USA’s undefeated run snapped by Canada

Jan. 04, 2011, 5:17 p.m. (ET)

BUFFALO, N.Y. – The 2010 IIHF Under 20 World Championship was a tournament about hope and promise for Team USA. By mixing a team of seasoned tournament veterans with talented newcomers, many considered Team USA to be the pre-tournament favorite.

And up until Monday night, Team USA, the tournament’s defending champion, had been going according to plan. The Americans were undefeated in its first four games before they lost, 4-1, to the Canadians in the semifinals.

Now, a U.S. team that hoped to be preparing for the gold-medal game on Wednesday evening must turn its attention to a bronze-medal matinee matchup with Team Sweden. The Swedes lost to Russia, 4-3 in a shootout, Monday.

If the Americans win the bronze, it will mark the first time a U.S. team has earned a medal on home soil. This is the fifth time the United States has played host to the tournament.

Sweden, which has earned three medals (two silver and a bronze) in the last three tournaments, will be a formidable opponent. Ripe with speed, the Swedes won what was known as the “Group of Death” in the round robin and were less than two minutes away from victory in Monday’s semifinal when Russia tied the game and forced the shootout.

For Team USA coach Keith Allain and his team, though, there won’t be any head hanging. They’ll be out to prove that the expectations placed on this American club when the tournament began were warranted.

“One of the things I said to the team (after the game) is as bad as we feel right now, the beauty of it is we do have an opportunity to play another game and let people see how good we are,” Allain said. “We’ll appeal to (the player’s) pride. We’ll let them mourn tonight’s game and try to have an upbeat practice tomorrow and move forward as a hockey team.”

Still, it won’t be easy to look forward so quickly.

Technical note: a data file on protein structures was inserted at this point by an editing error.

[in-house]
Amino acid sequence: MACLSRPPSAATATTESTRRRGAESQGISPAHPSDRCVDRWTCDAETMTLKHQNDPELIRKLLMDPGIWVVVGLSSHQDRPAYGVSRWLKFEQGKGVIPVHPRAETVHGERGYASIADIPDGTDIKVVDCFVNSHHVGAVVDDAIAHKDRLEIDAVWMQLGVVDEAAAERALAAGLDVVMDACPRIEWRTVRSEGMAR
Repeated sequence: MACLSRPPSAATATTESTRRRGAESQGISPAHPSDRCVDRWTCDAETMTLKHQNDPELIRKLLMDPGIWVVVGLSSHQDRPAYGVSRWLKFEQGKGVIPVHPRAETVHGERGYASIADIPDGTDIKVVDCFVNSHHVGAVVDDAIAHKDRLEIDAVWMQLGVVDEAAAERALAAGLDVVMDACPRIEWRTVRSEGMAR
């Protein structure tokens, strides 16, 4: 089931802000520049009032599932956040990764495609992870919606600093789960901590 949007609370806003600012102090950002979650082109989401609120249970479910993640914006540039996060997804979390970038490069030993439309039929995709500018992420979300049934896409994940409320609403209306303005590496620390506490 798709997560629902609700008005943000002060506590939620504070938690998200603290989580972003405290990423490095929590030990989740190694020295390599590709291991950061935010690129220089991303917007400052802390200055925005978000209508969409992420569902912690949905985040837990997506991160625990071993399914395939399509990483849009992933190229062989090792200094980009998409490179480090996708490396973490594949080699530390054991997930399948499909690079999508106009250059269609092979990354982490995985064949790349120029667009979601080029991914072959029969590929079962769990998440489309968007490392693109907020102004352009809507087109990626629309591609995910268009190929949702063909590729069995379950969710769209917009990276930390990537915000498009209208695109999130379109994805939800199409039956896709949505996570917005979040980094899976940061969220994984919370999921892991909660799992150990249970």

Team USA thought it had a good shot against the Canadians, a team that had its share of hurdles to cross before it reached the semifinals against the Americans. While Canada was gaining solid experience in the “Group of Death” — which also included their finals opponent, Russia — the U.S. was eking out victories in a weaker bracket to enter the semis with four victories, one in overtime.

From the get-go, though, Canada outplayed, outhustled and generally outworked the Americans. They did so not through the typical finesse play that many are accustomed to seeing from the Canadians. Rather, Canada packed the neutral zone, hit the Americans every chance they got and waited for the Americans to make a mistake.

According to Canada’s coach Dave Cameron, that was all according to the game plan.

“One of the things you do as a coach is that there are different systems and you have to adapt that system to your team,” Cameron said. “It happens that the best hockey players in Canada right now are big strong power forwards. That’s what we devised our game plan around.

“I challenged my team to play a certain way and my team accepted that challenge and executed that game plan.”

The U.S., on the other hand, obliged with a number of mistakes that led to Canada taking control. Early in the first, the Canadians laid the body inside the zone to force a turnover and then quickly got the puck to Canadian forward Curtis Hamilton who got off an original shot and then poked home his rebound just 2:38 into the game to give Canada a 1-0 lead.

Later in the period, the U.S. once again got punished for a mistake when the Canadians caught the Americans in a line change. Quinton Howard finished off a Brett Connolly pass with 6:06 left in the first for a 2-0 lead.

That was all the Canadians would need. The U.S. simply never got its offense going. It wasn’t until the Canadians were ahead 4-0 that Team USA got on the board. Chris Brown’s goal with 10:23 remaining closed the scoring on the night, one of the few glimmers of hope for the Americans, and accounted for the 4-1 final.

“I don't know what it was,’’ U.S. captain John Ramage, a defenseman and a member of the gold-medal team from 2010, told Canada’s sports network, TSN. “We knew exactly what they were going to bring tonight and we didn't match it.

“We didn't compete with them,’’ added Ramage, the son of former NHL player, Rob Ramage, “and we never gave ourselves a chance.’’

Now the Canadians will be going for their 16th gold medal since the tournament began in 1977.

“It’s disappointing,” Allain said. “Individually our guys were working hard but collectively our team game wasn’t where it needed to be.”

Story courtesy Red Line Editorial, Inc. Jim Connelly is a freelance contributor for This story was not subject to the approval of any National Governing Bodies.